We illustrate patterns of spatial diffusion and churn with unprecedented detail by using data of the full life-cycle of a social media website. We provide empirical evidence of non-trivial problems in spatial diffusion modeling, such as the role of local network structure, settlement size, and geographical distance, which set the directions for correcting the models.
These results lead to a novel understanding of collective behaviour of adopting new online products and on the spatial aspects of how churn becomes collective at the end of their life cycle.
In this paper, we analyze a unique dataset compiled from an online social network (OSN) from Hungary that covers the full life cycle of the OSN. Because the OSN preceded Facebook and became the most visited website in the country by mid 2000s, we look at when geo-located individual users registered profiles and when they logged in for the last time. The dataset enables us to investigate spatial diffusion and churn from a social network perspective in unprecedented detail.
We make important empirical observations regarding the adoption and churn dynamics in the first part of our exercise. Fitting differential equation models to cumulative distribution functions (CDF) of adoption and churn, we analyze the local features of these dynamics by using statistical methods. In the next step, we show that churn happened early in those towns that adopt the OSN early.
We find that diffusion took place across large distances in the early stages of the life-cycle and became more and more local over time.
We also find that users churn, when half of their nearby friends have already churned but distant friends are still active. This latter finding implies that cascades of churn are local phenomena, in which users are more likely to follow spatially close friends than distant ones.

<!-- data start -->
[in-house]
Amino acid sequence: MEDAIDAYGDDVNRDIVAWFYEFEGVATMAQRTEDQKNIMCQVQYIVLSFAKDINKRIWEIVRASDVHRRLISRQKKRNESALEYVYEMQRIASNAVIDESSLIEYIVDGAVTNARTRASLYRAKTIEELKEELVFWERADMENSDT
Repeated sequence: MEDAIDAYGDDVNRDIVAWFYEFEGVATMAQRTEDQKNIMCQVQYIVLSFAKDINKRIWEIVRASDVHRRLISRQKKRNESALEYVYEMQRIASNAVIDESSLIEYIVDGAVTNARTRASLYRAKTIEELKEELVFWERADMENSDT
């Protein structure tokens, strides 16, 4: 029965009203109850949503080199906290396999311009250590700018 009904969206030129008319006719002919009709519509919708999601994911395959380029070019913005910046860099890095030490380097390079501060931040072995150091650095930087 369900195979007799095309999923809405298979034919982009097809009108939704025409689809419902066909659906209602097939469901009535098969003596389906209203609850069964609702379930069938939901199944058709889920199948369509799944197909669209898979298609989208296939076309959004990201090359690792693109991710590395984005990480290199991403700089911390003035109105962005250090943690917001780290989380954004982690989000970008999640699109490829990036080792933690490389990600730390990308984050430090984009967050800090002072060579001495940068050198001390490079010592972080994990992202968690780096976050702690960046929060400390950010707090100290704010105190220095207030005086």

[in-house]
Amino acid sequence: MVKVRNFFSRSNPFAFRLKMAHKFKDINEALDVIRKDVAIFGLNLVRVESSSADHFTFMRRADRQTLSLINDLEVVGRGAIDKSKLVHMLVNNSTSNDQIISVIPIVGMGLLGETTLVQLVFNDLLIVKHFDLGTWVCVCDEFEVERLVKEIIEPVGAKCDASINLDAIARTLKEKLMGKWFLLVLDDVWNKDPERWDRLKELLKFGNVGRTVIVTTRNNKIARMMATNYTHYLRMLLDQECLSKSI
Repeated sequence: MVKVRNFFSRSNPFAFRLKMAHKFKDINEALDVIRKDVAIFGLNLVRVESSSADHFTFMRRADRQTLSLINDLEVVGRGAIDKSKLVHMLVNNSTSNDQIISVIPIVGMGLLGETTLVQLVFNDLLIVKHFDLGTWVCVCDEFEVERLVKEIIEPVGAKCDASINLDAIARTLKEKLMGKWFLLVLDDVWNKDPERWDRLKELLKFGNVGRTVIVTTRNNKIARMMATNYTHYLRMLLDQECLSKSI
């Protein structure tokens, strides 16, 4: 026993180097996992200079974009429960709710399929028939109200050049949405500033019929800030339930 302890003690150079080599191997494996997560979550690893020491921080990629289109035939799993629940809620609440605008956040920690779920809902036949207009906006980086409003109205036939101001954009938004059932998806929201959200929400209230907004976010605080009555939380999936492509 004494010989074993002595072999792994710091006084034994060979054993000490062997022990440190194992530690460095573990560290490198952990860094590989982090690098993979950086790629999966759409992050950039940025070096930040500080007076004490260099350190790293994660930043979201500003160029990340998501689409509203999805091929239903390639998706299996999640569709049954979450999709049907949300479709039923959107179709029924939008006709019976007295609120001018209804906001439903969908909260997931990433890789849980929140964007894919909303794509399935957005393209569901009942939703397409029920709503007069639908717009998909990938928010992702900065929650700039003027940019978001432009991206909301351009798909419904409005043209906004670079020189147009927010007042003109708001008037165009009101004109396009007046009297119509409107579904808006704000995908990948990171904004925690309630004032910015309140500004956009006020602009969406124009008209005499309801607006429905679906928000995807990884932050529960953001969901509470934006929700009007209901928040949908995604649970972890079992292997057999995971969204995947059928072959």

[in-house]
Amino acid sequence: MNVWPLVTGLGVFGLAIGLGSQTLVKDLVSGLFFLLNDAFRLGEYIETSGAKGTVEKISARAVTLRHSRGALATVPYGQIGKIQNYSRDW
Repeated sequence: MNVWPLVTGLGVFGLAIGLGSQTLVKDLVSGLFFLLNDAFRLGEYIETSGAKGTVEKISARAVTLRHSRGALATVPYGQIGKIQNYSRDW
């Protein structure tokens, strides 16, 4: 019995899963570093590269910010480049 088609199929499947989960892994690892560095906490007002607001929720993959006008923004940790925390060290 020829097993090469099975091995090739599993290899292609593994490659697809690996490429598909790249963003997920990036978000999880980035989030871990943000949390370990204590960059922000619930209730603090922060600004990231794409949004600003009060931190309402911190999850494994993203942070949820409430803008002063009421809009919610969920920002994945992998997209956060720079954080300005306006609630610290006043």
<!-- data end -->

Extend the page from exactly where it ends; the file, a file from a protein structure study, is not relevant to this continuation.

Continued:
The spatial aspects of an agent-based social contagion model are tested on our network in the second part of the paper. The model describes global diffusion dynamics better than a differential equation model. However, we find that the predictions on when adoption peaks in specific locations fail in the majority of towns and the time range between early and late predictions is quite wide.
By looking at various characteristics of local networks, we illustrate that prediction is late in large towns, where early adopters are only loosely connected to late adopters.
In contrast, prediction is early in small towns where the density and transitivity of the local network are high. Further, we demonstrate that urban scaling of early adopters differs across reality and the model.
Finally, contagion in the early stage of the life cycle occurs easier between two distant locations in reality than in the model. These latter two notions emphasize the nontrivial problems we have to face when correcting spatial diffusion models because, as said, the spatial distribution of early adopters is the main unknown.